Last week I decided to finally tackle a project I'd been putting off for several honey harvests: rendering harvested honeycomb. My honey harvesting is very low-tech- two half-gallon mason jars, one filled with smashed honeycomb, the other empty, with a screen between the two to filter the honey through. It's pretty effective, and it allows me to harvest usable beeswax, as well. Or it would be usable if it was cleaned and rendered. Virgin honeycomb, the white comb filled with honey, is easy to deal with. Melt it and you're done. But brood comb, which is often filled with honey after the brood has moved on, well, it's a mess. Full of pollen, the cocoons that the larvae formed at the time their cell was capped and they developed into bees- it's much darker stuff. I had tons of both sorts of comb that were in the freezer, stored in zipper bags in the basement, and still in the jars I'd used to harvest the honey. Finally, I decided, I could deal with it. There are several ways to clean and render beeswax- mine is only one way.
Here you see my setup: an impromptu double boiler and a big wad of honeycomb, both virgin and brood, shoved inside a pantyhose leg. Yes, very technical. I shoved as much broken comb as I could into the toe of a hose section, tied it off, then cut it and jammed it into the too-small saucepan. I set the saucepan inside a pot of simmering water and waited for it to all melt. the clean beeswax (and a little honey that was left inside from my most recent harvest) melts out and the junk stays inside the hose. As it melts, I poured off the liquid into small plastic take-out tubs you see here. I tried to pour each tub about half to two-thirds full, then move to the next tub.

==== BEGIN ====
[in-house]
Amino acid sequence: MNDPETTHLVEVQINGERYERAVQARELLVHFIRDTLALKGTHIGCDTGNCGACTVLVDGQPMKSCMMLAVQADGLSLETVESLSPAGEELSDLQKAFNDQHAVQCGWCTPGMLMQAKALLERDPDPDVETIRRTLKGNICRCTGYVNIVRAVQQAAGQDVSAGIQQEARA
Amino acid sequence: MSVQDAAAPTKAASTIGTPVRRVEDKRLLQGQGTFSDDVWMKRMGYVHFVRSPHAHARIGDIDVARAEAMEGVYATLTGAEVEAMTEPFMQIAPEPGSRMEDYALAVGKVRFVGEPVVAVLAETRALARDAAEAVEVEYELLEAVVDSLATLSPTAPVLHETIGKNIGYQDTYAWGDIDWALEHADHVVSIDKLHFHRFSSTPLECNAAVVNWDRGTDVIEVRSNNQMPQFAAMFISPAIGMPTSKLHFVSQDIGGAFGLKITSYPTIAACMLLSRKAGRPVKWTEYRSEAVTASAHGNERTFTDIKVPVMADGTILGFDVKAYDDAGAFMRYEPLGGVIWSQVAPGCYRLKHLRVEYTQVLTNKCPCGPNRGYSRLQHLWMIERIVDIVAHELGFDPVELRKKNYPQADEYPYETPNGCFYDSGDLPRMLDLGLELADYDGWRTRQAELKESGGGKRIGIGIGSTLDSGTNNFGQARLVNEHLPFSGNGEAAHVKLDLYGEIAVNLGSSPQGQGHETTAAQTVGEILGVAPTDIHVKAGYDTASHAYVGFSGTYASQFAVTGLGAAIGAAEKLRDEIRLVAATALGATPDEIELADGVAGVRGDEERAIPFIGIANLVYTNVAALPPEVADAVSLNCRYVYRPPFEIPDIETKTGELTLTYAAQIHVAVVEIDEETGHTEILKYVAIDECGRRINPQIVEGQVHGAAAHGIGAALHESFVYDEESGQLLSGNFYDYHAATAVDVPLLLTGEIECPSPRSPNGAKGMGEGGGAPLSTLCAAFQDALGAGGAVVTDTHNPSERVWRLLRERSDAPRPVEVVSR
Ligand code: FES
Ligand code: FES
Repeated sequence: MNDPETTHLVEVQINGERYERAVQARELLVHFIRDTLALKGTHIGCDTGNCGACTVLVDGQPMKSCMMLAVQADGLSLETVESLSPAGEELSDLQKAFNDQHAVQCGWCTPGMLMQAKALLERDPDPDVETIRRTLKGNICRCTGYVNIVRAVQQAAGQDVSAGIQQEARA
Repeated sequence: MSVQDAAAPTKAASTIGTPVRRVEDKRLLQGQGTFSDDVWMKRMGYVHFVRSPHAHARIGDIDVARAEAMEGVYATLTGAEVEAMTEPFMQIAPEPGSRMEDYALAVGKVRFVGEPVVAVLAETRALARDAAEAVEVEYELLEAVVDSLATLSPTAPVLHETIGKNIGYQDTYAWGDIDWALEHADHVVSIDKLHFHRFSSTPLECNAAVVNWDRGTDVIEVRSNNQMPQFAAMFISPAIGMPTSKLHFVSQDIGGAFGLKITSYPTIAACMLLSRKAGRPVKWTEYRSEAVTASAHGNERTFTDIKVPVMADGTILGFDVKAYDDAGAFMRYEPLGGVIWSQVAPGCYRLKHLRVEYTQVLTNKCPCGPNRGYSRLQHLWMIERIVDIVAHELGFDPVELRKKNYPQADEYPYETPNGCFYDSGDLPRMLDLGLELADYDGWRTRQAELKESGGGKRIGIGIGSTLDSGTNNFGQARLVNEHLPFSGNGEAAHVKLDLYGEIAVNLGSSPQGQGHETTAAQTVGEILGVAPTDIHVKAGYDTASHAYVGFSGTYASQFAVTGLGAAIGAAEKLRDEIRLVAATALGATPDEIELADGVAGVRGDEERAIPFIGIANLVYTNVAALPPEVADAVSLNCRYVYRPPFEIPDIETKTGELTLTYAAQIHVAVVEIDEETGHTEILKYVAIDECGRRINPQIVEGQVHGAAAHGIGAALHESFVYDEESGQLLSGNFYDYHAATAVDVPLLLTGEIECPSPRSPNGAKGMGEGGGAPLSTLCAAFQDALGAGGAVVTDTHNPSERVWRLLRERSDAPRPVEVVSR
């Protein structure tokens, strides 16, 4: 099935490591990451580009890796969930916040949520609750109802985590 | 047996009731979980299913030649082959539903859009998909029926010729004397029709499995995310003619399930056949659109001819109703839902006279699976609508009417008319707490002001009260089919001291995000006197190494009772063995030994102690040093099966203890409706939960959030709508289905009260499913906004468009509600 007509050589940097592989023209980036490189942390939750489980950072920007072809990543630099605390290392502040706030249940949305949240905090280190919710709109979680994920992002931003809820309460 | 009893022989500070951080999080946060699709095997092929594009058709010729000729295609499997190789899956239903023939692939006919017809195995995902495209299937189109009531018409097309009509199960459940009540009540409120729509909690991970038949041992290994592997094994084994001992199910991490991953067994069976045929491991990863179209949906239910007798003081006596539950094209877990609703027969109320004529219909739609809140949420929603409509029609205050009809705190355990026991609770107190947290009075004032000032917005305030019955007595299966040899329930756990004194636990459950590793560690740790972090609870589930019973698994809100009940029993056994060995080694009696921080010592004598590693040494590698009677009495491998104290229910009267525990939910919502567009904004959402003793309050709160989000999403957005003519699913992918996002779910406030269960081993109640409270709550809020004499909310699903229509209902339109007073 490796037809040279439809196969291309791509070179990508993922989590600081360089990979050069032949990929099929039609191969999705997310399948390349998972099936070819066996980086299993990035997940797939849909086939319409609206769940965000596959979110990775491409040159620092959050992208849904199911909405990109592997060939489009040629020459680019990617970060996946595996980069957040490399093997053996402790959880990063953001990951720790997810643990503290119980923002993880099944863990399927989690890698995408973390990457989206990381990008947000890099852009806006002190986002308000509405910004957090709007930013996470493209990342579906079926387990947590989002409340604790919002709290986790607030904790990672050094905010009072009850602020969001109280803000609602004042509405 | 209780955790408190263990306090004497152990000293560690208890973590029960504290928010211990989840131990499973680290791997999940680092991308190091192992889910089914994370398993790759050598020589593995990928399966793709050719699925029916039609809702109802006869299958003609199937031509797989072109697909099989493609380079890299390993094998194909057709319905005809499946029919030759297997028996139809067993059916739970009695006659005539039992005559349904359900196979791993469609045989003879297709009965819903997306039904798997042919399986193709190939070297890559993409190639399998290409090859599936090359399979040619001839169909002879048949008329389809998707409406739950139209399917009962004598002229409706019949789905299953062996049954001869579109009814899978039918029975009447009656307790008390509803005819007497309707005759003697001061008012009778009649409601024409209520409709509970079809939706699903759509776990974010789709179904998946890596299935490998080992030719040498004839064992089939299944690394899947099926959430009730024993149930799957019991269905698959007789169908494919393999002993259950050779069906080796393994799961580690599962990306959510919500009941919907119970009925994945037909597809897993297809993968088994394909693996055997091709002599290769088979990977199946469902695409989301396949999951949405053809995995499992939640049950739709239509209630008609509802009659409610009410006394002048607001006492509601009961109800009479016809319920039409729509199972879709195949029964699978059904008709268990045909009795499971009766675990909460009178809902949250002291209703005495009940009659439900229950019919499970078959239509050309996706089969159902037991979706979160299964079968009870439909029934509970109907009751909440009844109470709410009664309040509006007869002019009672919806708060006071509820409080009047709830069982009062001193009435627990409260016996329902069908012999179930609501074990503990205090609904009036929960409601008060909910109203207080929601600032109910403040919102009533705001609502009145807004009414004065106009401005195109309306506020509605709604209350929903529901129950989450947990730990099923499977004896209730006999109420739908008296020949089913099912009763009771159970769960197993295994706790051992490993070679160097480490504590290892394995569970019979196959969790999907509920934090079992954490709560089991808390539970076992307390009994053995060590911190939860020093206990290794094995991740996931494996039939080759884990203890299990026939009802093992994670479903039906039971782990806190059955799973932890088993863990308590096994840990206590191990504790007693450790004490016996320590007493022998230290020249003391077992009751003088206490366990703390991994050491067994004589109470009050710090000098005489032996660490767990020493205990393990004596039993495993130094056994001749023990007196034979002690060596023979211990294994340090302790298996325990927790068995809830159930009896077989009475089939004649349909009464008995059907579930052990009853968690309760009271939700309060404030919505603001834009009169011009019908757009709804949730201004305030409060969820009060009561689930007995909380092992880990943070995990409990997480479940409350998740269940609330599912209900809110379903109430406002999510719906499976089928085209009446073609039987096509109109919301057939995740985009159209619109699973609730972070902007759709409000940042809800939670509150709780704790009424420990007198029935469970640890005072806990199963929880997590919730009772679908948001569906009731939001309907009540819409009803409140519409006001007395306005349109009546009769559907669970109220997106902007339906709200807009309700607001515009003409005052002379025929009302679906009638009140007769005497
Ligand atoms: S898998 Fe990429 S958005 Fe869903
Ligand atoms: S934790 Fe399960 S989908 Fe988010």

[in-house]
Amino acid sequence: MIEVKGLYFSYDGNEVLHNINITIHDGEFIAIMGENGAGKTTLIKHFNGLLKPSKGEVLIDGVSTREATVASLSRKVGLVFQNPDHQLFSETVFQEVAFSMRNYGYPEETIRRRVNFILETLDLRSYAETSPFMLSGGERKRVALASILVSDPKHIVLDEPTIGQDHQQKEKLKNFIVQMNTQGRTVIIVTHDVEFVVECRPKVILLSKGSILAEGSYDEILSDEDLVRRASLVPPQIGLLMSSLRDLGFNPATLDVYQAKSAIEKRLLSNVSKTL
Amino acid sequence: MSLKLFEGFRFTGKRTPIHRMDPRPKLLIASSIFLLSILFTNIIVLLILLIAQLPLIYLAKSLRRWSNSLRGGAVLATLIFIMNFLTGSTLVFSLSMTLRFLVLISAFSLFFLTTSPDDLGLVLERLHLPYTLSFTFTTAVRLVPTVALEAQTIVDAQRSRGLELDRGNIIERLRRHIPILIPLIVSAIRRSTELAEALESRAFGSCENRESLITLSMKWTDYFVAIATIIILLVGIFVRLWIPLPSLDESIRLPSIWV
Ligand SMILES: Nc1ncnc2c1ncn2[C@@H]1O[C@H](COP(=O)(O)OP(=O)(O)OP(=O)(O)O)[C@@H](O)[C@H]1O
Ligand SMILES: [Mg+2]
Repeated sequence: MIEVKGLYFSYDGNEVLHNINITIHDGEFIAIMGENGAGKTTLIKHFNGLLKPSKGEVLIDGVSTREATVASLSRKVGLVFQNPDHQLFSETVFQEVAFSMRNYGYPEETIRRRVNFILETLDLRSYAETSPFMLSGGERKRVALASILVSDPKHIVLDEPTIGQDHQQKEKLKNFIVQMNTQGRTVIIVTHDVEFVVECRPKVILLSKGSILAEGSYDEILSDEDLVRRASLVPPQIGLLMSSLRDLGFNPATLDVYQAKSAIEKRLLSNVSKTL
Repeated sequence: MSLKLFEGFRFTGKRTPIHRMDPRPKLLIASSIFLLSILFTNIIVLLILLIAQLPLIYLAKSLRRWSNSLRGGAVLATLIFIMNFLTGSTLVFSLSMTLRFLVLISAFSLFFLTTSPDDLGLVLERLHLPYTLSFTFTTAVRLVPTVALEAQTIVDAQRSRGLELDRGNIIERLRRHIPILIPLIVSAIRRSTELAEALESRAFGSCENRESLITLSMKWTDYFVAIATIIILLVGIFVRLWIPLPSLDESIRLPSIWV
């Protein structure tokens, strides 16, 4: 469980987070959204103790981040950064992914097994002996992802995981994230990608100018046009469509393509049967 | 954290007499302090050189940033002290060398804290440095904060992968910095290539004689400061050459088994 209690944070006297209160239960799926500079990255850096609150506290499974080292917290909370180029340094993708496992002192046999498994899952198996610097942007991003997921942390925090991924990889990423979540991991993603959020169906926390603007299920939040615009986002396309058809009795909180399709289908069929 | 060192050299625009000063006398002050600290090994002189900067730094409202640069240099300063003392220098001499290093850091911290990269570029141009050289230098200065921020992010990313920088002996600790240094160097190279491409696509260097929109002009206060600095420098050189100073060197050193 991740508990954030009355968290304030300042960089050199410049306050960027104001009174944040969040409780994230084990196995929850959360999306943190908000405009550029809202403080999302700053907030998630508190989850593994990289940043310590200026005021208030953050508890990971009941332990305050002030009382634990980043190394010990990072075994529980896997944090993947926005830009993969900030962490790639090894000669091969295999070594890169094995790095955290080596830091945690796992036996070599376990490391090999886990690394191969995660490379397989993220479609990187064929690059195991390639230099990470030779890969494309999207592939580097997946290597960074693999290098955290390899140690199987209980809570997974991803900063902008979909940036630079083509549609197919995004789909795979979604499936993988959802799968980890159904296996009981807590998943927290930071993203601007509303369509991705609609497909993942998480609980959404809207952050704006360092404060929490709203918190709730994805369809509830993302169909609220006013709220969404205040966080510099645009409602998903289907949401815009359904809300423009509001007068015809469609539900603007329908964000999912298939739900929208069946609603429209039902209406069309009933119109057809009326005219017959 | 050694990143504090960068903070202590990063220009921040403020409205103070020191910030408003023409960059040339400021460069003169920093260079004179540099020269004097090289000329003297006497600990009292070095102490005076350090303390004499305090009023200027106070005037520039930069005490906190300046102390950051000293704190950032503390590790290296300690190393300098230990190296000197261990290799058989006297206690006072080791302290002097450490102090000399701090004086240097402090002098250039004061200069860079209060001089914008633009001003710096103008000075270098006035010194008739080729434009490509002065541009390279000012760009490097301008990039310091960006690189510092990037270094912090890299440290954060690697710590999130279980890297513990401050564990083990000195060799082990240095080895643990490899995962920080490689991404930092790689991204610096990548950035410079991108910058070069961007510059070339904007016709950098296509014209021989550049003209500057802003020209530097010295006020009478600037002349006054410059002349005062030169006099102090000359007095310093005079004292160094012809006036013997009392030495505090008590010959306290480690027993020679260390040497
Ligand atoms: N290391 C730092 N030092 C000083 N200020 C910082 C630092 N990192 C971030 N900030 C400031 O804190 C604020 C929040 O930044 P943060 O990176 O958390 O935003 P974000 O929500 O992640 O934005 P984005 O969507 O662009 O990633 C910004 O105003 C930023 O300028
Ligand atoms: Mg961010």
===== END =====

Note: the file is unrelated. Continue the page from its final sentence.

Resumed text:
Here is one tub after the wax has hardened. There's a thick disc of wax at the top of the container, and a dark layer of honey at the bottom. After the wax has hardened, I rinsed off the honey that clung to the wax and put it into a bag. The honey that was at the bottom was poured off into a half-pint mason jar. I reclaimed an extra half-pint plus of honey from the rendering, which I'll probably use in cooking. It was thinner than my first harvest of honey, and since it was heated, it's no longer raw. I wound up with about 8 pucks of wax, which I'll melt again and pour through several layers of cheesecloth to further remove any impurities and let them harden back in these containers so that I can use them for candle wax. I set the sticky containers outside for the bees to clean up, which they did quickly, and I dropped the hardened hose and junk-wax packets into the compost.
If you render wax yourself, keep in mind that beeswax is so so flammable and needs to be tended carefully. It also gets everywhere. I should not have used my vintage dansk pot as my double boiler- wax got inside the pot and it took a lot of doing to clean it all out!!
In other news, today I checked both my beehives and was delighted to see this in both hives!
I'm not sure how well you can see it, but if you look very carefully you'll see white curlicue shapes in some of the cells. In others, especially near the top left, you'll see a small white dot - the dots are the eggs, the curlicues are developing larvae. BOTH of my hives have laying queens, lots of eggs, and capped brood! The flat caps are worker brood, and the puffed-out cells are drone cells. After my last post, my mentor told me that he thought my langstroth hive had swarmed and rehomed itself into the newly-cleaned out top bar hive. This means that the old langstroth queen laid an egg in a queen cell, and when it was nearly ready to hatch, she took half of the hive with her to find a new home. When the new queen emerged in the langstroth hive, she made herself at home, made a mating flight, and got busy laying eggs. While I saw neither queen in my inspections, this isn't unusual. The queens are shy and frequently covered up or laying eggs, making it difficult to see her large abdomen. As long as there are plenty of eggs and brood, the hive is in good shape. I can't tell you how relieved I was to see this! My bees are back on track!